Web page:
Best of the week’s news 28 October 2016: analysis from E&T’s editorial staff
E&T staff pick their favourite news stories from the past week and reflect on what these latest developments in engineering and technology mean to them.
Georgina Bloomfield, digital content editor
Laser technology has been installed on 4,000 of London's Santander Cycles, aka ‘Boris bikes’, that projects a bike symbol onto the ground to warn drivers a cyclist is on the road. Theoretically this is a fabulous idea when the lights are displayed at night, as so many cyclists think if they don’t wear high-vis clothing then they’re invincible (but actually just invisible). During the day you’re just going to have to wing it I guess. I can imagine tailgating drivers bring blinded by fluorescent green lights and still blaming cyclists.
BT will introduce a 21st century phone box providing free ultrafast Wi-Fi, free calls and smartphone charging into the capital. The new sleek phone boxes, called the Links, will replace some of the existing telephone booths as early as the beginning of 2017. This sounds really good, but you know when you’re walking down a busy London street and someone in front of you promptly stops walking – it’s infuriating. We’ve become accustomed to a world without phone boxes on every corner seeing as most of them have probably now been taken down. So when BT places these ‘phone boxes’ in the street, how will pedestrians cope? Not to sound overly cynical, but I’m also willing to place my bets on how quickly these things get damaged.
Rebecca Northfield, assistant features editor
BEEP BEEP! BEER DELIVERED BY A HANDS-FREE, HUGE AND SCARY TRUCK COMING THROUGH! Last week, a shipment of Bud was delivered safely by a self-driving lorry, but they didn’t let people know until the week after. Because, you know, in case it all went wrong. Also, if people were aware there was a multiple-tonne vehicle hurtling through Colorado with no human driving it, I reckon there would be a distinct lack of vehicles on the road. You wouldn’t want to be driving near that thing. Just in case. And if anything DID go wrong, and it crashed into something or someone, that would be bad news for Uber. Also, what a waste of beer. Albeit it’s a pretty weak brew. In future, it’ll be a normal thing to see no one at the steering wheel. Better start getting used to it.
Tereza Pultarova, news reporter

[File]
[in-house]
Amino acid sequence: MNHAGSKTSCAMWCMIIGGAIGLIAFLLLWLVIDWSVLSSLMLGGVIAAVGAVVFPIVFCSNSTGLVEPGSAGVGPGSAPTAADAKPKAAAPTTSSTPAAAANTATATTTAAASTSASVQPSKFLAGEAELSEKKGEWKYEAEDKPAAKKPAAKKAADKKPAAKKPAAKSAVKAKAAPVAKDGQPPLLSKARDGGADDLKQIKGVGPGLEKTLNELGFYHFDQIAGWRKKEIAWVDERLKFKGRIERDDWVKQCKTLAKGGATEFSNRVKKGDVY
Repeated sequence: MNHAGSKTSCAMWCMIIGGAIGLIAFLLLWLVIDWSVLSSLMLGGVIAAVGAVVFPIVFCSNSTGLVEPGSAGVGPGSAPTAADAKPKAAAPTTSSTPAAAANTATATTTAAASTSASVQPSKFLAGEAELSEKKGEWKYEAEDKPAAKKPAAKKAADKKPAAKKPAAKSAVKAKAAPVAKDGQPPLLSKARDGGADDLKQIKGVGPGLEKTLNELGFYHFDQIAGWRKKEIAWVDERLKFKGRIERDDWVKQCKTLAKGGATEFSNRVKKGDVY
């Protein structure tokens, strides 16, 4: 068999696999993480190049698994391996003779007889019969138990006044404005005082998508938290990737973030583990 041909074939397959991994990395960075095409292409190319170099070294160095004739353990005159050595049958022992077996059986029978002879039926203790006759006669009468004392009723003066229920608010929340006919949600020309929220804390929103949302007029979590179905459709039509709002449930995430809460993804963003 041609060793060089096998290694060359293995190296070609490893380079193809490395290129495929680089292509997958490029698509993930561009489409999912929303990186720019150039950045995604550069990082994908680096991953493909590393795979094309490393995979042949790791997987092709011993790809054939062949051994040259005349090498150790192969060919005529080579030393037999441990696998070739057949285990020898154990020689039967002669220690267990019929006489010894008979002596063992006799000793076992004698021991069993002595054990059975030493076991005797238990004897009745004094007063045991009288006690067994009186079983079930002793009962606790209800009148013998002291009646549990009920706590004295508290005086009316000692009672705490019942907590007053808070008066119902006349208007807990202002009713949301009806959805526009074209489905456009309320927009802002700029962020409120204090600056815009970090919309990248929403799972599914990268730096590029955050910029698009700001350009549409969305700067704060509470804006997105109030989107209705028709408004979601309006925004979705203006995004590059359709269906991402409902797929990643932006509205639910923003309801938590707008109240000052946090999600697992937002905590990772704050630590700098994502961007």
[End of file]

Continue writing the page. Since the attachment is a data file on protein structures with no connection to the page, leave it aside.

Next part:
I think I am in love with this technology. Seriously, if only Santa brought this device to me, I would volunteer to vacuum the whole world. As a cyclist I see it far too often. A vehicle pulls away from the traffic lights spewing a thick cloud of soot-filled smoke. I hold my breath, waiting for the cloud to dissolve at least a little bit (and I curse that selfish driver). They shouldn’t be allowed on the roads with these engines that look like they must breach all emission limits, but somehow they are still there and us cyclists, pedestrians, residents and fellow drivers have no other choice but to inhale the mixture of particles and other pollutants they generate. There’s been enough research done into how especially the fine and ultrafine particles can harm your health, crossing into the bloodstream and sometimes even penetrating into the brain. It’s all pretty scary stuff. I understand that we can’t force everyone to buy an electric car immediately so until that happens, please please Santa bring this vacuum cleaner to all London local councils. Thank you very much indeed.
Internet of Things is here, Internet of Things is cool. Your bed, fridge, electricity meter and even bedroom lights can now be connected and smart because otherwise they are not in. But wait a minute. Has anyone told you that they are essentially computers and as such can be hacked? Do you think anyone has bothered to upload some antivirus on them? Cyber security researchers have been talking about this for ages and this week the world received a wake-up call when some pretty high-profile websites were taken down in a cyber attack executed through hacked web cameras.
Lorna Sharpe, sub-editor
The members of the parliamentary Transport Select Committee are generally a well-informed group of people, experienced at asking awkward questions of senior people in the industry, as well as politicians and civil servants whose decisions affect both people working in the transport sector and all the rest of us who have to use it. I know; from time to time I sit at my desk watching parliament.tv’s live streams of committee proceedings. This week's report is formally titled ‘Rail Technology: Signalling and Traffic Management’. I haven’t had time to read it yet, but the summary notes that Digital Railway is not a panacea, and warns: "moving ahead with caution will help ensure the right interventions are used on the right routes". Our web story includes quotes from trade union leaders who say exactly what you would expect them to say when asked for a comment, but it’s undoubtedly true that well-thought-out introductions of new technology are more likely to be successful than proposals based on exciting-sounding buzzwords. You can find the full report here: http://www.parliament.uk/business/committees/committees-a-z/commons-select/transport-committee/publications/